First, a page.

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As the Allied forces approach Paris in August 1944, German Colonel Von Waldheim is desperate to take all of France's greatest paintings to Germany. He manages to secure a train to transport the valuable art works even as the chaos of retreat descends upon them. The French resistance however wants to stop them from stealing their national treasures but have received orders from London that they are not to be destroyed. The station master, Labiche, is tasked with scheduling the train and making it all happen smoothly but he is also part of a dwindling group of resistance fighters tasked with preventing the theft. He and others stage an elaborate ruse to keep the train from ever leaving French territory. Written by
According to the book the 'Variety Movie Guide', this movie was "Made in French and English in France, it was entirely lensed in real exteriors with unlimited access to old French rolling stock of the last war." See more »
When the train is to resume its journey from Rive-Reine after the engine failure, Waldheim knows he must wait for nightfall before it can safely leave. Sunset on August 5, 1944, would be at 9:20 pm, but he sets its departure time at 7 pm. Yet when the train leaves it is dark. See more »
A gripping high-contrast black and white film from 1965 The Train, directed by John Frankenheimer pays off in every way. Shot on location in France, there is not a mundane moment in the 133-minute movie.
The Train has as its central conflict the combating wills of a German Officer and middle class worker and these two characters represent the battle between France and Germany during World War Two.
Frankenheimer's direction and coverage of the action is stunning with deep focus night shots, and airplane shots, and multi-camera action, particularly the bombing of a train station with many locomotives going up in smoke. This particular scene is one of the highlights that the director talks about on the commentary track on the DVD.
Nominated for Best Original Screenplay the story in the Train is intelligently simple, focusing on characterization as the basis of the conflict. All of the action follows from the desire of the main players in the story, and although there is a good guy and a bad guy, there are no pure motives. Every character justifies what he does convincingly.
Col. Waldheim wants to take the paintings back to Germany so that the American bombs do not destroy them, whereas Labiche is interested in stopping the train of paintings mainly as a kick in the groin to German political intentions.
It is the rationale of each character that determines where our sympathies lie. We are shown the Germans through Waldheim as lovers of culture but cruel and insensitive to human emotions. We see the French through Labiche as simple, honest hard-working people and their art as an extension of their humanity.
Walter Bernstein, screenwriter for The Train as well as Yanks, understood how this character-driven action psychologically affects and involves the viewer. By having Waldheim voice his emotions in taking the art, and having Labiche voice his determination, the script affects us viscerally by our identification with each character at different levels.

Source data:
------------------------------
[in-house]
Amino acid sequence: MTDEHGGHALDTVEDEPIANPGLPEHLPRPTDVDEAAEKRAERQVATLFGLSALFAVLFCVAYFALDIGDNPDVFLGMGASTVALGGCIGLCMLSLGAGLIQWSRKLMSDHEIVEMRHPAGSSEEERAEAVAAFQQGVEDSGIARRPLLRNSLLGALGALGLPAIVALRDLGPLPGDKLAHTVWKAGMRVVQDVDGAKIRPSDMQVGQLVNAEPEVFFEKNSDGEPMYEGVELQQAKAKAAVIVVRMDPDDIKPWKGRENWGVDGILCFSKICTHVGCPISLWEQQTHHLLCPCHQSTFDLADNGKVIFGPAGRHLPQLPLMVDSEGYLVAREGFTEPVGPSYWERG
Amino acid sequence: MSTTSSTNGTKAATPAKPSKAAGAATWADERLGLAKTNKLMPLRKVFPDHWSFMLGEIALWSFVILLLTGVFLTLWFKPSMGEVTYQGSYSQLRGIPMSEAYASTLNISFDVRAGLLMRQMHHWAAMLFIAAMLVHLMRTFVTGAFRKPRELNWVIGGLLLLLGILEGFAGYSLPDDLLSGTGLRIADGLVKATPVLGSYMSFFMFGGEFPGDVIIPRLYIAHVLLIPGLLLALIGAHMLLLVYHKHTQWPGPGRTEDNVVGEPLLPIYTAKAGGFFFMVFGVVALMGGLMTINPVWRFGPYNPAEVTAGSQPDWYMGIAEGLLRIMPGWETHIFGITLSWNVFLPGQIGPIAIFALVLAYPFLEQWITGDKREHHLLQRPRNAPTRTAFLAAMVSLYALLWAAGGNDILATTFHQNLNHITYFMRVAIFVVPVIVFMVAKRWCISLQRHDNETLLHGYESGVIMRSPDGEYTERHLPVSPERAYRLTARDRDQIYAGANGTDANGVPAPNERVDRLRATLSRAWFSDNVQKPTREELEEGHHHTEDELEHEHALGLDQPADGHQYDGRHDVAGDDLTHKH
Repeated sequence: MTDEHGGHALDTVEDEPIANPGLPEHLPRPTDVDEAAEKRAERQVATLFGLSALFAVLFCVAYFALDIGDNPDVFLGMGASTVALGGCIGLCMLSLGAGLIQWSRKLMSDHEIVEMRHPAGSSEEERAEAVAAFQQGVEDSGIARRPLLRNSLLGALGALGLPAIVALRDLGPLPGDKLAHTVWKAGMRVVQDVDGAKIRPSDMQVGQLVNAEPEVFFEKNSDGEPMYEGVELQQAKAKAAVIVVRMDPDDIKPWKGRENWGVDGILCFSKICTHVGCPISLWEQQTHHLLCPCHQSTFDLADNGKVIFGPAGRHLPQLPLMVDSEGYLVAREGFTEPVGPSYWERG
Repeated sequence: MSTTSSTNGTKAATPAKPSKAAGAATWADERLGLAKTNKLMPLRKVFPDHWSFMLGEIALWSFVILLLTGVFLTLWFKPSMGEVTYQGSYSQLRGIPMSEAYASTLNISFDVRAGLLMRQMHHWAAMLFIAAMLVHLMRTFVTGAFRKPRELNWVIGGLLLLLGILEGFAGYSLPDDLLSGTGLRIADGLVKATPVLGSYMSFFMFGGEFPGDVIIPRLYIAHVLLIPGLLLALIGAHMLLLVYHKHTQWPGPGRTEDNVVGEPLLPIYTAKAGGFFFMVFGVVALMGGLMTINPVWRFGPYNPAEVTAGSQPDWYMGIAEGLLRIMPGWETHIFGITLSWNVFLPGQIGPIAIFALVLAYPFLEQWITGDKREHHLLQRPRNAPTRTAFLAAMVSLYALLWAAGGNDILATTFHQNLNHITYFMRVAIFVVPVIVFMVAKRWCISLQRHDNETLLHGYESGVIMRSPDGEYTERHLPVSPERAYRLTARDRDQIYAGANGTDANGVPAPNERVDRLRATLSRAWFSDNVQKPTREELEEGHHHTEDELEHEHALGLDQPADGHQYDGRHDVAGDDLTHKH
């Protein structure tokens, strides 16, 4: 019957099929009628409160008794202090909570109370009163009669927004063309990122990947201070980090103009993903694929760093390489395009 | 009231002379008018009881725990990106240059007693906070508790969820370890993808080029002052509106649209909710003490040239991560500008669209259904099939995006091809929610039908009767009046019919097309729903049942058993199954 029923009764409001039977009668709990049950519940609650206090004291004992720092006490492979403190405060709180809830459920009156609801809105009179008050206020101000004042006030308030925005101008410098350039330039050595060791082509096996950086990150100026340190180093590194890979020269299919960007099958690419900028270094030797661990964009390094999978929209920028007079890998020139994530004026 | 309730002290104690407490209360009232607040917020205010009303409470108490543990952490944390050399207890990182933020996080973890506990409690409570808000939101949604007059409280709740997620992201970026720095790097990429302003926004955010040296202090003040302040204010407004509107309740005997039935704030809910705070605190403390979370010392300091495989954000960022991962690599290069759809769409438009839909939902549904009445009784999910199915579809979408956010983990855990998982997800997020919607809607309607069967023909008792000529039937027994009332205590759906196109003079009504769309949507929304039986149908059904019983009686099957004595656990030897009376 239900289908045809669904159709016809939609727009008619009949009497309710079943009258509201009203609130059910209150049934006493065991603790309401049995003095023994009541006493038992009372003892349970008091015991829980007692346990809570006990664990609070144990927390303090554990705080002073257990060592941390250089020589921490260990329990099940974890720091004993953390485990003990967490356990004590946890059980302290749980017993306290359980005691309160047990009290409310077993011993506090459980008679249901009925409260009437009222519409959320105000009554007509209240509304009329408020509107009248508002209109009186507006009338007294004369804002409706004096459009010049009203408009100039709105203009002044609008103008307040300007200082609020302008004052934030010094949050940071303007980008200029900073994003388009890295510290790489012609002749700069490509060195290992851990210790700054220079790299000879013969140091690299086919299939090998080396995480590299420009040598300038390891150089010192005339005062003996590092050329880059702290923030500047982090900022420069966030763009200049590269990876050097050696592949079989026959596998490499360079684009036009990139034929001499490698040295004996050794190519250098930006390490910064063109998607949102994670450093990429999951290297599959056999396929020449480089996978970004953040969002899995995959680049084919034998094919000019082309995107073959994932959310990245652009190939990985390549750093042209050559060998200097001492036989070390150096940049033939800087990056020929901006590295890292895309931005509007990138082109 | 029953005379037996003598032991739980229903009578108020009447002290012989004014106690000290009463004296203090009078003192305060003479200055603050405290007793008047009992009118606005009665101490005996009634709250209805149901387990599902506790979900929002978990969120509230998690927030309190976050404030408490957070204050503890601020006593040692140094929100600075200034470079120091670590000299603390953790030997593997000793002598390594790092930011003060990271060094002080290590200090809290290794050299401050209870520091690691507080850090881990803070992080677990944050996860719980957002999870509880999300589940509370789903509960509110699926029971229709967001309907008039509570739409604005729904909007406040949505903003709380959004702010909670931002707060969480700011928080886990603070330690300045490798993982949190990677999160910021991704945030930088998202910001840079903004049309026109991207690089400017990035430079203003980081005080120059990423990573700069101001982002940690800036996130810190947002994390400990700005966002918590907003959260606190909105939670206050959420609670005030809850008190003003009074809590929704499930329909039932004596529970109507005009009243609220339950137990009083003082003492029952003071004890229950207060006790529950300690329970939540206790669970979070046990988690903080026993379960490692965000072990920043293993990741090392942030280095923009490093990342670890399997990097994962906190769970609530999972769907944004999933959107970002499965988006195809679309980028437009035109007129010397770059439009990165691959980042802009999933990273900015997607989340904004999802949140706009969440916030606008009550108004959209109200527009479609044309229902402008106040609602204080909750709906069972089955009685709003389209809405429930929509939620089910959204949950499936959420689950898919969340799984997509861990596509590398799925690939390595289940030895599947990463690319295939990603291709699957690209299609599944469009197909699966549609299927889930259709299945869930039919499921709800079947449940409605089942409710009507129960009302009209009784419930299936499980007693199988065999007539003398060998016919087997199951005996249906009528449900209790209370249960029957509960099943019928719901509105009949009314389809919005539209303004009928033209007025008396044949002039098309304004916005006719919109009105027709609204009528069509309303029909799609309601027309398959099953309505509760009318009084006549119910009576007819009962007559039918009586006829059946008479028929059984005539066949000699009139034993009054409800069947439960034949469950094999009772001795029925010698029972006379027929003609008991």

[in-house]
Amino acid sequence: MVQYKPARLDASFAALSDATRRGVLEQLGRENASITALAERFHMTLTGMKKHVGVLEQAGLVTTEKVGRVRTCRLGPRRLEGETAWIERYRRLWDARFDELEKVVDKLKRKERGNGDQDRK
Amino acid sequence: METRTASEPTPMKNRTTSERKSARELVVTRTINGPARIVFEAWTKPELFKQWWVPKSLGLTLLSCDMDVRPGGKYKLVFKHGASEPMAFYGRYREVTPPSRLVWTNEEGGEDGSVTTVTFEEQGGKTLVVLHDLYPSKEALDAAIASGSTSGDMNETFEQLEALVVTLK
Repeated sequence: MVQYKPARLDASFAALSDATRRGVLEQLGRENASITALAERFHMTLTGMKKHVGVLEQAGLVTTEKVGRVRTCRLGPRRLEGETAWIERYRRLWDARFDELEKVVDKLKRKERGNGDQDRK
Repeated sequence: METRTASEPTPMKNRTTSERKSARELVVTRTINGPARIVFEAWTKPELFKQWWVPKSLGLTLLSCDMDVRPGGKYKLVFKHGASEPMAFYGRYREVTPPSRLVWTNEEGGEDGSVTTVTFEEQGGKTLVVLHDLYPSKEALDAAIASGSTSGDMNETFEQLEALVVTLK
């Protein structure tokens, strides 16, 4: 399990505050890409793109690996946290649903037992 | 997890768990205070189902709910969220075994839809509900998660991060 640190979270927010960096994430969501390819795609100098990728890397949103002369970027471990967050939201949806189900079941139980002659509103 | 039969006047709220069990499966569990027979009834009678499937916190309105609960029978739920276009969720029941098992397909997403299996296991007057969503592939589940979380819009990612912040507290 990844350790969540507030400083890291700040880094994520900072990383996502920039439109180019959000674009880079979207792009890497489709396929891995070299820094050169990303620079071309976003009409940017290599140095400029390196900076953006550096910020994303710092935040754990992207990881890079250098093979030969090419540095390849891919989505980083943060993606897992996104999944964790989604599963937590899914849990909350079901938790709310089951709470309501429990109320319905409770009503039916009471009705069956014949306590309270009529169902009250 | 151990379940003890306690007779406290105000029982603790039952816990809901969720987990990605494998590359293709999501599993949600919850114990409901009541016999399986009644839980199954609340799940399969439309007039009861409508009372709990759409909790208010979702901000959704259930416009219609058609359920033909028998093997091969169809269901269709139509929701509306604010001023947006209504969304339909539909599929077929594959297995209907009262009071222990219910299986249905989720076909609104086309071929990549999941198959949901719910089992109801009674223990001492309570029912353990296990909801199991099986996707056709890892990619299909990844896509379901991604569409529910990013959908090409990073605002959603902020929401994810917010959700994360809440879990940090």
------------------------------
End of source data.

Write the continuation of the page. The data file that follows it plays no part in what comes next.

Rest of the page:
The great high contrast black and white print really allows the drama to come through in the actioner. In more than one instance the stolen art is spoken of as the great treasures of France. Ironically the art in the movie shown in black and white in the first scene is never shown again only spoken of and this makes it a living thing in the characters minds and our own as well.
It is the black and white print used in many night scenes showing simple action that creates such a compelling tale of Labiche and his ability to out-wit the General Waldheim, and divert the paintings of Henri Matisse, Paul Gauguin, and other artists from being commandeered by the Germans.
Burt Lancaster shows his stuff doing many of his own stunts. The guy was 50 years old when he made this movie! We see the actor fall from trains, slide down ladders, lift large train mechanisms from an Iron-working smelting shop, and climb up and down mountains, actions even the heartiest Baby Boomer will marvel at.
Lancaster's acting is perfectly pitched for the movie. At one point I wondered why there wasn't a French actor in the role, considering that Labiche is a French man but the American accent doesn't really distract.
Scofield as the German General in charge of the train is English and his accent doesn't distract either. In both cases the attitude of the actor is what makes the role successful and each is perfectly cast.
The support cast is excellent and work from a well-written script. Jeanne Moreau as Christine the hotel owner exhibits a combination of brittle emotions ranging from anger to suspicion to forgiveness to affection.
Michel Simon as Papa Boule who cripples the art train out of spite for the Germans has one moment when he speaks about a former girlfriend that opens a light on the sensitivity of this otherwise irascible old man.
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